4 Pricing Mistakes You Need to Stop Making

Of all the things I was asked to do early in my career as a marketer, one of the most intimidating was determining the price of my company’s products and services. To this day I still remember the first time I was asked to come up with a go-to-market pricing strategy, and will never forget the stress I felt and the questions rattling through my brain. Am I taking all of the relevant factors into consideration? If my price is wrong, could this negatively affect the perception of the product? Is my job at risk if I screw this up?

But after pricing nearly 400 products and services over the last 18 years, I realize now I was completely over-thinking the entire process. Although my first instinct was to start crunching math equations and digging out my Economics textbooks from college, it is clear now that simplicity—and a little bit of common sense—can go a long way when it comes to determining the price of a product or service.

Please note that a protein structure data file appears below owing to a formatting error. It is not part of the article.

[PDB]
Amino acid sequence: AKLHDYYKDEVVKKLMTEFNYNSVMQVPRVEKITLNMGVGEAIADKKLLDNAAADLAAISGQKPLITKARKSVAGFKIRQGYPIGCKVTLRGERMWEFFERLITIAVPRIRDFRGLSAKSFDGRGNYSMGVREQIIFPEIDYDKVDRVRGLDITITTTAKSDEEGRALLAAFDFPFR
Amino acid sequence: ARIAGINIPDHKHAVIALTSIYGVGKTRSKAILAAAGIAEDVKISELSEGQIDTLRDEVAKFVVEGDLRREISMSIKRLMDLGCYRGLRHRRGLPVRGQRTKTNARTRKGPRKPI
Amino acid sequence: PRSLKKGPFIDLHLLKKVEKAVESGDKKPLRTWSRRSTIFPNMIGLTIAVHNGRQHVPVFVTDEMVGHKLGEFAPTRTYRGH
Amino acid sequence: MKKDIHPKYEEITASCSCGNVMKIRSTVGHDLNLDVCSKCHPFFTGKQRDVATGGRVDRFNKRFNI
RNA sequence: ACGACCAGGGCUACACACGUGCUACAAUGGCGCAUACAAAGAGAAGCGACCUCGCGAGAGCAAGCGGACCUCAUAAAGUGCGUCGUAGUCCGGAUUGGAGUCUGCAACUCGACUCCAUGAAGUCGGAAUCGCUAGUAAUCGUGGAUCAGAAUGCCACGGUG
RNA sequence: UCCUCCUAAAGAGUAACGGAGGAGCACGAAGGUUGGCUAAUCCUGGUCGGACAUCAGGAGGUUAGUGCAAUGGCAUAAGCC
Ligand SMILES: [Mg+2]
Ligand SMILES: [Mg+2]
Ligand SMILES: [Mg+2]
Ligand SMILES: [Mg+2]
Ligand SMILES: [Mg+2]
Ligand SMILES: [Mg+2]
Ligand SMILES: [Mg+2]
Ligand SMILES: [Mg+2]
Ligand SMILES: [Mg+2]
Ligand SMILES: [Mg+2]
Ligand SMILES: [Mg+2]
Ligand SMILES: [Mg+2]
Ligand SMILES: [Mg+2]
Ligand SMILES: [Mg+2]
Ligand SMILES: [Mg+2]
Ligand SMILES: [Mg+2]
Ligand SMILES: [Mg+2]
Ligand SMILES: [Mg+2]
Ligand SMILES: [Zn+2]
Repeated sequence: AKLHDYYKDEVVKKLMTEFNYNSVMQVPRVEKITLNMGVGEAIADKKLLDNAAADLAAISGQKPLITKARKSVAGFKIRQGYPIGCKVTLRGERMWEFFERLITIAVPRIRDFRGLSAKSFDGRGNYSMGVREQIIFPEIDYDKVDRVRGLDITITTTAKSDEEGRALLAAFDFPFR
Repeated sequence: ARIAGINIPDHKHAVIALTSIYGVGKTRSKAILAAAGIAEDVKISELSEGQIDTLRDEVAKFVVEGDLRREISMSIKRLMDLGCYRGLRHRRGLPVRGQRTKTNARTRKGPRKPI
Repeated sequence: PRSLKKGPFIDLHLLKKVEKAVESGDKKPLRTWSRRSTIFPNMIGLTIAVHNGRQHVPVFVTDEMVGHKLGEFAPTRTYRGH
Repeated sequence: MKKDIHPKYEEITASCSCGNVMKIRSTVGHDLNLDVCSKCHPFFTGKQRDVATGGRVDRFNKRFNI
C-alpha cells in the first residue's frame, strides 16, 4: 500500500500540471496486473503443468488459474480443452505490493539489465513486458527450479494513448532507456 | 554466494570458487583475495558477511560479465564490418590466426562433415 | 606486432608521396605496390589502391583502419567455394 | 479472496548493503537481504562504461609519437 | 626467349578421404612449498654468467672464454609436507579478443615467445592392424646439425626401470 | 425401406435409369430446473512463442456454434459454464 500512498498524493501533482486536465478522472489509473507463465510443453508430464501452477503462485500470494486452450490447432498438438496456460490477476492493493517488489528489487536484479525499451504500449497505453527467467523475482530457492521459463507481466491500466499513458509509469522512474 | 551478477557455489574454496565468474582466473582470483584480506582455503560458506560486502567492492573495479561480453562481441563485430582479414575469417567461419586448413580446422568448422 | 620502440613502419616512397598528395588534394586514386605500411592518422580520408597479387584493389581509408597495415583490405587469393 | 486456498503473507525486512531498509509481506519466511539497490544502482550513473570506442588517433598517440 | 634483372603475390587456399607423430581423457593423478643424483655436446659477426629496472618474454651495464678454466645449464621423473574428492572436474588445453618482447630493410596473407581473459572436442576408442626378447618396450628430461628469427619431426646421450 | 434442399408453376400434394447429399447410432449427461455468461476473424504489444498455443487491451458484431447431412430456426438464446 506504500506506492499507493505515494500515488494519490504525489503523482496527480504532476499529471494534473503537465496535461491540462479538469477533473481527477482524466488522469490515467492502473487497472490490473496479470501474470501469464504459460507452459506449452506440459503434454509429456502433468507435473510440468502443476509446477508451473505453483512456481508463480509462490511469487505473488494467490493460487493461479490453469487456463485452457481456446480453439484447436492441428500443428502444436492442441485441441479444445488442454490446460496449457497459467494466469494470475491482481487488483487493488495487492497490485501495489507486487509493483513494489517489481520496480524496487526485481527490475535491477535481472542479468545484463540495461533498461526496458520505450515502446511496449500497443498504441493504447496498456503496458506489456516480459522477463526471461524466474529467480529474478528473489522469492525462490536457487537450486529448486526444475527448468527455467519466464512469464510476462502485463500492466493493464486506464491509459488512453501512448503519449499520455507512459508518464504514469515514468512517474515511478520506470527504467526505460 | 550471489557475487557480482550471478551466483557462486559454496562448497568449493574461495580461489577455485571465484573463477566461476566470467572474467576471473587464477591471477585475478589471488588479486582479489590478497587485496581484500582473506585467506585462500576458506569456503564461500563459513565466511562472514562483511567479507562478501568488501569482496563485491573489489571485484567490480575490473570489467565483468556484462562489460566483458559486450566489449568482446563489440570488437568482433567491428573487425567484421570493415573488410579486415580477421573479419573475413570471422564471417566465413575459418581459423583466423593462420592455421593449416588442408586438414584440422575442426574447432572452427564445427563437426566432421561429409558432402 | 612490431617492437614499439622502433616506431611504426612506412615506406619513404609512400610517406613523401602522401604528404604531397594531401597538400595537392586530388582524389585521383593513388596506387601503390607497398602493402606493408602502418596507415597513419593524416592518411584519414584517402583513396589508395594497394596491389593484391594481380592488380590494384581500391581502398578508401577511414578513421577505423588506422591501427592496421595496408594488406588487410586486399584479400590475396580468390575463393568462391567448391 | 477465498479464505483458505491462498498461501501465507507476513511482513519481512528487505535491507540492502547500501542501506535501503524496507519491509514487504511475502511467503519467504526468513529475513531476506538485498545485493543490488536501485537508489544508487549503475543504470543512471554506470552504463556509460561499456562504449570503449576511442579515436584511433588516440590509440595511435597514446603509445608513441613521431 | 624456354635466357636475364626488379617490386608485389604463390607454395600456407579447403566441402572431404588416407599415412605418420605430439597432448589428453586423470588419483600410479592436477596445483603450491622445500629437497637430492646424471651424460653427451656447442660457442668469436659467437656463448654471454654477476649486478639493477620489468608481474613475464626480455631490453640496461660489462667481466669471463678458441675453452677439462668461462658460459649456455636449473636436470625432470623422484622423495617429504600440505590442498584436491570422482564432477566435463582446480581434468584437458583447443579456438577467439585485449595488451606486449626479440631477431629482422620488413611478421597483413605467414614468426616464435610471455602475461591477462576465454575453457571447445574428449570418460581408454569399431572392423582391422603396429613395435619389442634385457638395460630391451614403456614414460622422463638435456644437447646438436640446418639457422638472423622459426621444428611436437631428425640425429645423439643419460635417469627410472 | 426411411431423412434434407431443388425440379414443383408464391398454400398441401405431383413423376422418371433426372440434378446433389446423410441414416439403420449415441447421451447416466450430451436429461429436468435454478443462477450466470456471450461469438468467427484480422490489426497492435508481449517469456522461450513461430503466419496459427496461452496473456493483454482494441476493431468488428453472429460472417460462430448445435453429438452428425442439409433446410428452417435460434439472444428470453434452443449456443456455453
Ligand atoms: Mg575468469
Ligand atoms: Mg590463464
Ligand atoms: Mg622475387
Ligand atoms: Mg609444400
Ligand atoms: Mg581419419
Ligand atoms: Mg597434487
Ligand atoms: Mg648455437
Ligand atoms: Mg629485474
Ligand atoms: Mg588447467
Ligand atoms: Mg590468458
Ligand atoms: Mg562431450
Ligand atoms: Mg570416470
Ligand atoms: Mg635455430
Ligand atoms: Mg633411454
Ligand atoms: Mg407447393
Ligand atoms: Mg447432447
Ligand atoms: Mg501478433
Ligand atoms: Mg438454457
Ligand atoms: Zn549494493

This article is Part 1 in a 2-Part posting on pricing strategies, and will focus on four commonly used pricing methods—as well as their fatal flaws. Part Two, tentatively titled 4 Great Ways to Price Your Products and Services, will be published and available within about two to three weeks of the date of this post.

Pricing Strategy #1: The “I Want to Make X Number of Dollars” Method (a.k.a. Cost-Plus Pricing)

Overview: This is the typical manufacturing-driven pricing model, whereby Executive Management calculates how much something costs to make or deliver, then adds a percentage or dollar figure on top of the calculated cost to come up with a final sale price.